Supposing the deal we’re facing now is like this: the Internet, as originally designed by Vint Cerf and the merry elves at USC, discriminates against real-time applications just as the Constitution used to discriminate against women and slaves and may against gays in the future. We’re now at a point where the balance of traffic on Internet could shift from downloads and web pages to real-time voice and video. Wouldn’t it be reasonable to amend the rules such that these new packets are treated reasonably? Bear in mind that TCP can’t really be used for Voice.
That’s the better analogy.
I wonder how many people understand this crap.
The following would indicate that he is. Newmark supports efforts by Google’s “Save the Internet Coalition” to shackle the Internet with regulations on ISPs that are totally unprecedented in the history of the Internet, yet he flatly denies advocating any government regulation. This is truly an amazing exchange, and it certainly doesn’t speak well for the Google Coalition’s choice of spokespeople.
Newmark’s insistence on level playing fields and the absence of prioritization raises an interesting question for me. Google prioritizes search results, based on a secret and tricky technique that only Russian mathematicians can understand. This technique creates an unequal playing field. If ISPs should be requiredy by law to randomly forward packets without any inspection, shouldn’t Google also be required to randomly order search results so as not to favor the big sites? It would seem so, so I have to ask: if not, why not?
Should the Net Be Neutral?
May 24, 2006
The “net neutrality” debate has reached a fever pitch as Congress mulls legislation that would allow Internet service providers to charge Web sites for preferred delivery of digital content.
Net neutrality advocates, including Internet giants like Google and Amazon.com, are lobbying Congress to preserve the status quo in which all Web content is treated the same. Phone and cable providers such as AT&T and Comcast say they should be able to sell premium tiers of service since they are investing billions to build broadband networks.
Congress is considering several competing pieces of legislation. One bill1, sponsored by Rep. Joe Barton (R., Texas), embodies the phone company view, while another bill2 recently introduced by Rep. James Sensenbrenner (R., Wisc.) supports net neutrality. Both the House and Senate will hold hearings this week.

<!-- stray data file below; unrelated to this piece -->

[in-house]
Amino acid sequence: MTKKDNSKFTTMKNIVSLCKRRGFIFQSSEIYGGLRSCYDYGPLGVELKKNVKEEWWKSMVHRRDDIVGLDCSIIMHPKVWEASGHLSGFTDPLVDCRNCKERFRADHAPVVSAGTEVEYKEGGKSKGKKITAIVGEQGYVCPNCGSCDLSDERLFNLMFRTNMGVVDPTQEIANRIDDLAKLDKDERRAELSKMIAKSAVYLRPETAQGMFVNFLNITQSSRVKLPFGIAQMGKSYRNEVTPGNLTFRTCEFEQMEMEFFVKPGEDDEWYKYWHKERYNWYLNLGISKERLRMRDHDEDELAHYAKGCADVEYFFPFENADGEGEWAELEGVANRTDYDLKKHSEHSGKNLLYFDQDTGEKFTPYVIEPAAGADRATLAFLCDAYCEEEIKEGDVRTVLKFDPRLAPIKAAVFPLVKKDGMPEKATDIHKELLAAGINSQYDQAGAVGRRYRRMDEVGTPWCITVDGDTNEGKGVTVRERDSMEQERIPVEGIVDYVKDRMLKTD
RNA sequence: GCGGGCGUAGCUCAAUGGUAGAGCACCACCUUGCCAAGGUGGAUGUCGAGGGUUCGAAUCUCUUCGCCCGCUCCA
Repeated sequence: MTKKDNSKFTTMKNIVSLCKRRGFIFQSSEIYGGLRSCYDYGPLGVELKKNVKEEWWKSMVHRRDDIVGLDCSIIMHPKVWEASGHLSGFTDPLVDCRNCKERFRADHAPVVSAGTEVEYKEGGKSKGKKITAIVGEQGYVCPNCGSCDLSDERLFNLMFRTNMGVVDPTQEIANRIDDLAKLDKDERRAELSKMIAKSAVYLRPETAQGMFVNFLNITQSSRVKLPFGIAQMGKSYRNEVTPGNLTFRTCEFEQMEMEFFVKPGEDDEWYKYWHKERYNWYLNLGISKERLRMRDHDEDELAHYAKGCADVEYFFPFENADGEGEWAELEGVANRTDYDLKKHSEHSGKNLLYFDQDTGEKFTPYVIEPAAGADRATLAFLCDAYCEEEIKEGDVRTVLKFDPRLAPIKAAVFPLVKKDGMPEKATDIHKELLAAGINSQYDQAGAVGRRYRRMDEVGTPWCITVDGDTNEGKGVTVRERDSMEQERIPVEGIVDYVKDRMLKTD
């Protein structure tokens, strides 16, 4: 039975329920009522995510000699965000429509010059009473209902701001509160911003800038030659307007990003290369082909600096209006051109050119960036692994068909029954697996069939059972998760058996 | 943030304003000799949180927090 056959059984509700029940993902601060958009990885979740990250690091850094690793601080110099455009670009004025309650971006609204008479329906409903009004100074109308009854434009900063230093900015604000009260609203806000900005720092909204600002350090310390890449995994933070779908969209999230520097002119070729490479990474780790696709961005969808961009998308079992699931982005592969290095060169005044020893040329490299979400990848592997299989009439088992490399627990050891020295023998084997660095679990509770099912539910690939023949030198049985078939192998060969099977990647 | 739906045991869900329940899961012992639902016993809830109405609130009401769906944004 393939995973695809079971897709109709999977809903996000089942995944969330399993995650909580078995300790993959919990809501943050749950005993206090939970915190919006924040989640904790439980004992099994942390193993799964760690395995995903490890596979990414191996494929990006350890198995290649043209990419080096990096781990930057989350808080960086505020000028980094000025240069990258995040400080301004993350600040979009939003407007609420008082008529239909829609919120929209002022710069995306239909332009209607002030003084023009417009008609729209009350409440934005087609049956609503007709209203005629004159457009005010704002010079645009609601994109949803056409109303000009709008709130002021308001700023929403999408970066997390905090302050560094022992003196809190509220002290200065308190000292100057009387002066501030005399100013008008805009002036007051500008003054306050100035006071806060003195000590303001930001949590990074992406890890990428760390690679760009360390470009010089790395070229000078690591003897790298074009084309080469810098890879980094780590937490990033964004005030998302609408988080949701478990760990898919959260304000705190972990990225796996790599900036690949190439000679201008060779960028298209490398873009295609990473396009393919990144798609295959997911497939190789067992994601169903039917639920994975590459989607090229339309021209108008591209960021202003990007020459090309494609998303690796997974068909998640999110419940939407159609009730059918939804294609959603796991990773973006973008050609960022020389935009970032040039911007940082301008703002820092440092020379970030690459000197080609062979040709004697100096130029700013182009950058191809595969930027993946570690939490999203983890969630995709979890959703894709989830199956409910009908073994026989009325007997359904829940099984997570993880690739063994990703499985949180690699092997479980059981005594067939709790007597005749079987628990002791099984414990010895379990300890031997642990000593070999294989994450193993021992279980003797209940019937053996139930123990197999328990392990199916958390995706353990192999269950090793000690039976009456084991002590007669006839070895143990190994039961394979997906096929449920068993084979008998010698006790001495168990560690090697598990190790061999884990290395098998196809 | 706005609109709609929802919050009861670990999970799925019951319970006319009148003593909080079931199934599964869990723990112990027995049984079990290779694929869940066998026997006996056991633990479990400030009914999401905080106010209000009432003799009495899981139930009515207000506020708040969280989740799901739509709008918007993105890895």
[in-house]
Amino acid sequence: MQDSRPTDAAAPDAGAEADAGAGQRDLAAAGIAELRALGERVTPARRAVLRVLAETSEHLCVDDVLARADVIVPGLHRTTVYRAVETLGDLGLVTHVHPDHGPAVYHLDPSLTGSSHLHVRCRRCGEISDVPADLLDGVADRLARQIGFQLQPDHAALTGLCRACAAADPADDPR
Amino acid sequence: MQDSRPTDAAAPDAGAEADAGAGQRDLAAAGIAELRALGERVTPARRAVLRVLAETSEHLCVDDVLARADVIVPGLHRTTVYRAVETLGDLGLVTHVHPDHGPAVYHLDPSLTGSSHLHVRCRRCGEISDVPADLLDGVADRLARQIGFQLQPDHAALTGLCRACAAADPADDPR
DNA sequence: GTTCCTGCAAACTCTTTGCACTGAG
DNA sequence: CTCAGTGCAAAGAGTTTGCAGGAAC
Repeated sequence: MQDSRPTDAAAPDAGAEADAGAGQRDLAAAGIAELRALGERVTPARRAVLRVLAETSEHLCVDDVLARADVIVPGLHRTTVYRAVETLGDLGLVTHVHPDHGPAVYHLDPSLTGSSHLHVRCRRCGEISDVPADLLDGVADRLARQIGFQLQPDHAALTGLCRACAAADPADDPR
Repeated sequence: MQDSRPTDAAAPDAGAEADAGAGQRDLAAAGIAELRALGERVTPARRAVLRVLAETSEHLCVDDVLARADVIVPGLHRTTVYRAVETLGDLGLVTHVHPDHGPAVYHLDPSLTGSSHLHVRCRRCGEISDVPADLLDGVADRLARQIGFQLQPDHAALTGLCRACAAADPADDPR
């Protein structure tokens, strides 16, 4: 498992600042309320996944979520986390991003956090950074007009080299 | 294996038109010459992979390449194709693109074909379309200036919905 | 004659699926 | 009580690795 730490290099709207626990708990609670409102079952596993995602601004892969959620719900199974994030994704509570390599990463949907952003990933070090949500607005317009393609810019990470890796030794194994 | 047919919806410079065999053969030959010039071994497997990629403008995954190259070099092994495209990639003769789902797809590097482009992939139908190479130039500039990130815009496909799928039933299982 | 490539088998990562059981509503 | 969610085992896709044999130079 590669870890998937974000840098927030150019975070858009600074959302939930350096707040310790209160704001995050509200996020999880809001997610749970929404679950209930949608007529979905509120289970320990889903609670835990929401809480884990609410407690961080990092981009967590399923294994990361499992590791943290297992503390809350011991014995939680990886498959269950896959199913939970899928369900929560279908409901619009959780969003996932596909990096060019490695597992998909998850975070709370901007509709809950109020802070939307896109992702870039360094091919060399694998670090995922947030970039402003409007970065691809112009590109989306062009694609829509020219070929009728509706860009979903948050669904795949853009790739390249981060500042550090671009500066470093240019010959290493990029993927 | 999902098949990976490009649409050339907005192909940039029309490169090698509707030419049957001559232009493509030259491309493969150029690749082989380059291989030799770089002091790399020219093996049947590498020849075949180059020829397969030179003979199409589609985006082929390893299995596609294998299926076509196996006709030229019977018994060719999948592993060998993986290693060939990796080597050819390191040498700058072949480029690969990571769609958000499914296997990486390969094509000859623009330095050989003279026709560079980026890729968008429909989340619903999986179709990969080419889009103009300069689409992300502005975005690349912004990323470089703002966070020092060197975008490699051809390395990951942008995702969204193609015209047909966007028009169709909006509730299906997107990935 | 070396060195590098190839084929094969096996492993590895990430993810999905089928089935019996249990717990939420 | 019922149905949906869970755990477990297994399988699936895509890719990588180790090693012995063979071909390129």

The Wall Street Journal Online invited Craig Newmark, founder of Craigslist and a net neutrality proponent, and former White House spokesman Mike McCurry, who heads a phone industry group, to debate the issue. Their exchange, carried out by email, is below.
Read the whole thing for a good laugh.
One of Google’s partners in regulation is planning a National Day of Out(R)age to block consumer choice in TV and Internet access. Their protest in Frisco goes too far:
Join media advocates & community activists out front of the SF Giants game for some activist style theatrical sports. Help make the point that consumers won’t play ball with AT&T and other Telcos that play ball with the NSA.
Rallying to protect community access TV is one thing, but disrupting a baseball game to do it?
These people are playing with fire. I can’t wait to see some dude on TV saying he had tickets to the game but didn’t get to see Barry Bonds hit his 715th home run because some scruffy hippie was blocking access to the ball game. The streets will run red with the blood of the unbelievers.
Sir Tim Berners-Lee, the highly-regarded hypertext guru who invented the web, is up to his old tricks again, sowing the seeds of paranoia by confusing service discrimination with content discrimination. He delivered some remarks before a web conference in Scotland that would have made any pandering politician proud:
Sir Tim said this was “not the internet model”. The “right” model, as exists at the moment, was that any content provider could pay for a connection to the internet and could then put any content on to the web with no discrimination.